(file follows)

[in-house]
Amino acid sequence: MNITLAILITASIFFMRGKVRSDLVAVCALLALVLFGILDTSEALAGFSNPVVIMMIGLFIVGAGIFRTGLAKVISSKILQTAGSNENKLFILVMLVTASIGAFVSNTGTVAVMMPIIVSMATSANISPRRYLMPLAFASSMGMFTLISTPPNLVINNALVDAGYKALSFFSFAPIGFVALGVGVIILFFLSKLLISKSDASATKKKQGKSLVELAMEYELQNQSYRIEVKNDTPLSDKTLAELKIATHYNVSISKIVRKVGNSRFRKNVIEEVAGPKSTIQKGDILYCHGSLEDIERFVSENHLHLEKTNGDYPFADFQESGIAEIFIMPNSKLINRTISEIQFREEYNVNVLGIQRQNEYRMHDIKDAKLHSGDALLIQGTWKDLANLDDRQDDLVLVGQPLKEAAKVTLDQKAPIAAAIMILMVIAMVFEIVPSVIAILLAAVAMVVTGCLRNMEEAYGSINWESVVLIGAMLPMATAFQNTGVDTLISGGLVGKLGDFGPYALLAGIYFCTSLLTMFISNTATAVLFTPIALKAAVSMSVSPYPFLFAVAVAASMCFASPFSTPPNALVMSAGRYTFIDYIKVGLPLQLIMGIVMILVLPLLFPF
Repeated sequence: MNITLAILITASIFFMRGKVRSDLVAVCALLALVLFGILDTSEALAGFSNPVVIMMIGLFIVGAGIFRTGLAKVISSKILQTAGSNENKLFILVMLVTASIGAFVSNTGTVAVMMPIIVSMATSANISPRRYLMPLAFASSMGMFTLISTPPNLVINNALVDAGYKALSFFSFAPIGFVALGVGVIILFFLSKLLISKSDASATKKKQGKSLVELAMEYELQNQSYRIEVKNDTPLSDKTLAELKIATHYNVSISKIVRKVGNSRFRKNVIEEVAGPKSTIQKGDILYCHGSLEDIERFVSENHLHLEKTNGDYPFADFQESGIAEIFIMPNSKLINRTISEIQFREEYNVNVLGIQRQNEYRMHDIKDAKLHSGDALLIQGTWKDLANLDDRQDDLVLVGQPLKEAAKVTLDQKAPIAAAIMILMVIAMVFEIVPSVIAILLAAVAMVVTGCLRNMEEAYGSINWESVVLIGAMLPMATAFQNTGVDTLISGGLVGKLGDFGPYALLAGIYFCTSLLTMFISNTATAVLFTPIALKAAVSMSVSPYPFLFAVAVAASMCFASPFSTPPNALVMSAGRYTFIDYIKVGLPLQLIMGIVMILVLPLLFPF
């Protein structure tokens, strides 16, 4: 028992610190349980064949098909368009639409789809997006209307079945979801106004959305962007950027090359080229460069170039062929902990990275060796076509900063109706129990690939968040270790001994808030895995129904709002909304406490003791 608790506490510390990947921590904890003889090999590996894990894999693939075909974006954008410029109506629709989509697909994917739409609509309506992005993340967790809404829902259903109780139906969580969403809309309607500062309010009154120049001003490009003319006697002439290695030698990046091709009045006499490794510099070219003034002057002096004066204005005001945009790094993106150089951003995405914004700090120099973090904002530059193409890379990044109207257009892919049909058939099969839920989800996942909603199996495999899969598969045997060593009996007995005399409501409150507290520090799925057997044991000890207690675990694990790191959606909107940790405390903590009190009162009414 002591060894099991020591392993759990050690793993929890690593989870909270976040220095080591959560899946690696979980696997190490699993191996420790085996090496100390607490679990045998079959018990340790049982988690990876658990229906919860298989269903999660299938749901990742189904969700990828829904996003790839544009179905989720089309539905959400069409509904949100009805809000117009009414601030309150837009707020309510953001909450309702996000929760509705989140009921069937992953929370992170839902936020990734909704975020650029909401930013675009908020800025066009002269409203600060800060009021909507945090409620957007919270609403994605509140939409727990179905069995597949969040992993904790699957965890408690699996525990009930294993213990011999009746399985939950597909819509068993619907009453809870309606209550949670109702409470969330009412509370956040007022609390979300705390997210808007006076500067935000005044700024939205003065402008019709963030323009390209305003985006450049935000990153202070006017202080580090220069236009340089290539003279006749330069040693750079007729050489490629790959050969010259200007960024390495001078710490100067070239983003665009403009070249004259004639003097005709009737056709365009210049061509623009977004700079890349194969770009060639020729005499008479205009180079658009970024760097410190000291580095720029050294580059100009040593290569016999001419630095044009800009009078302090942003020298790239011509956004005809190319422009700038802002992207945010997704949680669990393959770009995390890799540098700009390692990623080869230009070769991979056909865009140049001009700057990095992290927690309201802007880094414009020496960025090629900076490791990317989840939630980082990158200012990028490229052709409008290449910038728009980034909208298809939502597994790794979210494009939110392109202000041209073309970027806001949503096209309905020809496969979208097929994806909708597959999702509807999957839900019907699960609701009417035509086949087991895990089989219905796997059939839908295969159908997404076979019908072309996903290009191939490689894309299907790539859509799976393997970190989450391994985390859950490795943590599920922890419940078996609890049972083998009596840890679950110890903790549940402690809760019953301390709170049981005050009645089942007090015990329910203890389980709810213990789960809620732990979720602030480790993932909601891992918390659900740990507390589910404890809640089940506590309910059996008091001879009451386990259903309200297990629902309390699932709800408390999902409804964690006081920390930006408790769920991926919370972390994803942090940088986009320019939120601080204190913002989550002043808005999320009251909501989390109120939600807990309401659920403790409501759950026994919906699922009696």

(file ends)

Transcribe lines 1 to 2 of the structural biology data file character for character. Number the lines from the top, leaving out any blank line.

[in-house]
Amino acid sequence: MNITLAILITASIFFMRGKVRSDLVAVCALLALVLFGILDTSEALAGFSNPVVIMMIGLFIVGAGIFRTGLAKVISSKILQTAGSNENKLFILVMLVTASIGAFVSNTGTVAVMMPIIVSMATSANISPRRYLMPLAFASSMGMFTLISTPPNLVINNALVDAGYKALSFFSFAPIGFVALGVGVIILFFLSKLLISKSDASATKKKQGKSLVELAMEYELQNQSYRIEVKNDTPLSDKTLAELKIATHYNVSISKIVRKVGNSRFRKNVIEEVAGPKSTIQKGDILYCHGSLEDIERFVSENHLHLEKTNGDYPFADFQESGIAEIFIMPNSKLINRTISEIQFREEYNVNVLGIQRQNEYRMHDIKDAKLHSGDALLIQGTWKDLANLDDRQDDLVLVGQPLKEAAKVTLDQKAPIAAAIMILMVIAMVFEIVPSVIAILLAAVAMVVTGCLRNMEEAYGSINWESVVLIGAMLPMATAFQNTGVDTLISGGLVGKLGDFGPYALLAGIYFCTSLLTMFISNTATAVLFTPIALKAAVSMSVSPYPFLFAVAVAASMCFASPFSTPPNALVMSAGRYTFIDYIKVGLPLQLIMGIVMILVLPLLFPF